Insects are by far the most diverse group of animals on the planet, with over a million estimated known species and several million more that have yet to be named. A study 2018 estimates that there could be up to 14 million species of insects in total.
An exhibition at Paleontological research institution‘s (PRI) Earth Museum at Ithaca – created in collaboration with Cornell entomologists and featuring around 1,000 world-renowned specimens Cornell University Insect Collection (CUIC) – offers a fascinating education on the diversity of insects and their importance to life on Earth.
A visit to the exhibit, “Six-Legged Science: Unlocking the Secrets of the Insect World,” which opened on March 28 and will run through the end of the year, offers visitors a small slice of the CUIC research collection of 7 million specimens and 200,000 species.
The screens offer examples of biomimicry, an evolutionary trick to disguise the true identity of an insect, including flies, beetles and moths which, to the untrained eye, seem indistinguishable from bees, or butterflies that look exactly like leaves, or beetles that look like droppings.
There are giant insects such as the white moth, with a wingspan of up to 12 inches, and the Goliath beetle, which is over 4 inches long.
A panel reveals a wide range of moths and butterflies in New York State, which has 3,000 confirmed species, though there are probably another 1,000 yet to be identified.
“I think [some] people tend to think of the five most commonly encountered insects and think that’s everything, and that’s so far from the truth,” said Corrie Moreau, Director of CUIC and Martha N. and John C. Moser Professor of Arthropod Biosystematics and Biodiversity. Moreau designed the exhibit with Jason Dombroskie, director of CUIC and coordinator of the insect diagnostics laboratory, and Helaina Blume, director of exhibits at PRI.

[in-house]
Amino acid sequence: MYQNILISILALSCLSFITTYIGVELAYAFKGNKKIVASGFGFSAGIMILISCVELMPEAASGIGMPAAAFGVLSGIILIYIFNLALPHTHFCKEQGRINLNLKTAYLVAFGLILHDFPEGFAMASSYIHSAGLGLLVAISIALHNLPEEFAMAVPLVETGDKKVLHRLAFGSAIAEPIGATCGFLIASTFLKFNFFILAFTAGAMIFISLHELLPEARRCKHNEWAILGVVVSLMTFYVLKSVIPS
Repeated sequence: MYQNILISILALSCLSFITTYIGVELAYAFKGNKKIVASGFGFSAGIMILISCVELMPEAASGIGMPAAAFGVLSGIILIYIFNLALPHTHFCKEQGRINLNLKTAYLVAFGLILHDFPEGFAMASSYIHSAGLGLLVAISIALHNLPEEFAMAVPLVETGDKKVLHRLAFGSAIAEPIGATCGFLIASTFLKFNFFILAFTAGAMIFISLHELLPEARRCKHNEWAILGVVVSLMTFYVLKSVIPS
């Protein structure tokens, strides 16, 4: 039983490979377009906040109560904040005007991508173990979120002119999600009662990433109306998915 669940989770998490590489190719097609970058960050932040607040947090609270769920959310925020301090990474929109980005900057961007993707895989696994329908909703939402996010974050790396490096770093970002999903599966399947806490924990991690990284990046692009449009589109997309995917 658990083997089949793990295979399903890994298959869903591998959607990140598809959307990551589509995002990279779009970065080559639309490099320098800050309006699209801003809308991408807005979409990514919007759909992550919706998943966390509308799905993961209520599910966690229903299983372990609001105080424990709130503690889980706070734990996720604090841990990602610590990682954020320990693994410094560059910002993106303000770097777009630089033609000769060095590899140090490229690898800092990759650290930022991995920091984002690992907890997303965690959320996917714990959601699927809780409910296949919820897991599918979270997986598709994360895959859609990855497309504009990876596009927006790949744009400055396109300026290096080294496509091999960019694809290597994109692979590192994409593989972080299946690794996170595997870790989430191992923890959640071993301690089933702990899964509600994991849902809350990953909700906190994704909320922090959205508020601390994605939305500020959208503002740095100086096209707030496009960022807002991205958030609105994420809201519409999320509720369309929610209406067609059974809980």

Despite all this diversity, insects are declining at an astonishing rate, with entomologists warning of an insect apocalypse.
As one panel noted, some entomologists have estimated that we lose around 10-20% of all insects every decade, due to habitat loss, pesticides, invasive species, urbanization, pollution and climate change. “The insect decline is due to one death by a thousand cuts,” Moreau said.
The exhibit highlights the importance of insects to people and life on earth, both positively and negatively. While some insects spread disease and damage crops and infrastructure, others provide invaluable ecological and agricultural services, including pollination and food sources for animals (and humans in many parts of the world).
“I would like this exhibit to reduce the number of people who walk past an insect and say, ‘It’s just an insect,'” Dombroskie said. “I wish they could attach a story to this, to see how important this insect is.”
On the go, the exhibit features ways individuals can help, including learning about insects; cut back their lawns, which provide poor habitat; use more native plants when landscaping; limit the use of pesticides; turn off unnecessary outdoor lights that harm nocturnal insects; and the fight against climate change. “We hope visitors leave knowing there is something they can do in their own backyards to help the dying insects,” Blume said.
The wide range of panels and exhibits include: the history of evolution; fossils; descriptions of CUIC, its importance to research, and information about the insect diagnostic laboratory where the specimens are identified; an overview of insect research; anatomy and life cycles; a section on the relationship between insects and society; and insects and climate change.
Funded by the National Science Foundation, other features include 14 interactive videos and terrariums of live ants, cockroaches and beetles. The exhibition is also visible in line.